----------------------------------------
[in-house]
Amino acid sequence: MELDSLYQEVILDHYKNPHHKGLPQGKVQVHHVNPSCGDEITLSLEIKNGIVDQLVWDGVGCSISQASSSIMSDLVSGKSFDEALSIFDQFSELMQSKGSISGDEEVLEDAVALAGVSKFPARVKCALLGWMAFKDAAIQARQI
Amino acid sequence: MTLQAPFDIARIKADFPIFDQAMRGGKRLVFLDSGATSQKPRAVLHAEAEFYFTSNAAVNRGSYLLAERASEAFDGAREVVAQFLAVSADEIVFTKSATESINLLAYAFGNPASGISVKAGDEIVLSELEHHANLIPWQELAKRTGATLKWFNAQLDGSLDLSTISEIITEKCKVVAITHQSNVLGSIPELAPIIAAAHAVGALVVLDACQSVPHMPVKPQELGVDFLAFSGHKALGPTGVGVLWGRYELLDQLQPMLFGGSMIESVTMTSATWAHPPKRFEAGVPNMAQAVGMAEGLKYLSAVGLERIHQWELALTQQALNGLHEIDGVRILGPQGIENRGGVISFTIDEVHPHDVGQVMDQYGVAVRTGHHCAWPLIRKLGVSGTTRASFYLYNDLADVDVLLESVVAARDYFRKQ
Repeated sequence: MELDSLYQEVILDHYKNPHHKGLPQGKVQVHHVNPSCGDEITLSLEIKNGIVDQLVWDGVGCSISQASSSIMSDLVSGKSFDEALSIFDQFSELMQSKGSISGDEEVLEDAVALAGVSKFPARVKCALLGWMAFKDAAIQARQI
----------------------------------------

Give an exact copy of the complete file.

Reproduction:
[in-house]
Amino acid sequence: MELDSLYQEVILDHYKNPHHKGLPQGKVQVHHVNPSCGDEITLSLEIKNGIVDQLVWDGVGCSISQASSSIMSDLVSGKSFDEALSIFDQFSELMQSKGSISGDEEVLEDAVALAGVSKFPARVKCALLGWMAFKDAAIQARQI
Amino acid sequence: MTLQAPFDIARIKADFPIFDQAMRGGKRLVFLDSGATSQKPRAVLHAEAEFYFTSNAAVNRGSYLLAERASEAFDGAREVVAQFLAVSADEIVFTKSATESINLLAYAFGNPASGISVKAGDEIVLSELEHHANLIPWQELAKRTGATLKWFNAQLDGSLDLSTISEIITEKCKVVAITHQSNVLGSIPELAPIIAAAHAVGALVVLDACQSVPHMPVKPQELGVDFLAFSGHKALGPTGVGVLWGRYELLDQLQPMLFGGSMIESVTMTSATWAHPPKRFEAGVPNMAQAVGMAEGLKYLSAVGLERIHQWELALTQQALNGLHEIDGVRILGPQGIENRGGVISFTIDEVHPHDVGQVMDQYGVAVRTGHHCAWPLIRKLGVSGTTRASFYLYNDLADVDVLLESVVAARDYFRKQ
Repeated sequence: MELDSLYQEVILDHYKNPHHKGLPQGKVQVHHVNPSCGDEITLSLEIKNGIVDQLVWDGVGCSISQASSSIMSDLVSGKSFDEALSIFDQFSELMQSKGSISGDEEVLEDAVALAGVSKFPARVKCALLGWMAFKDAAIQARQI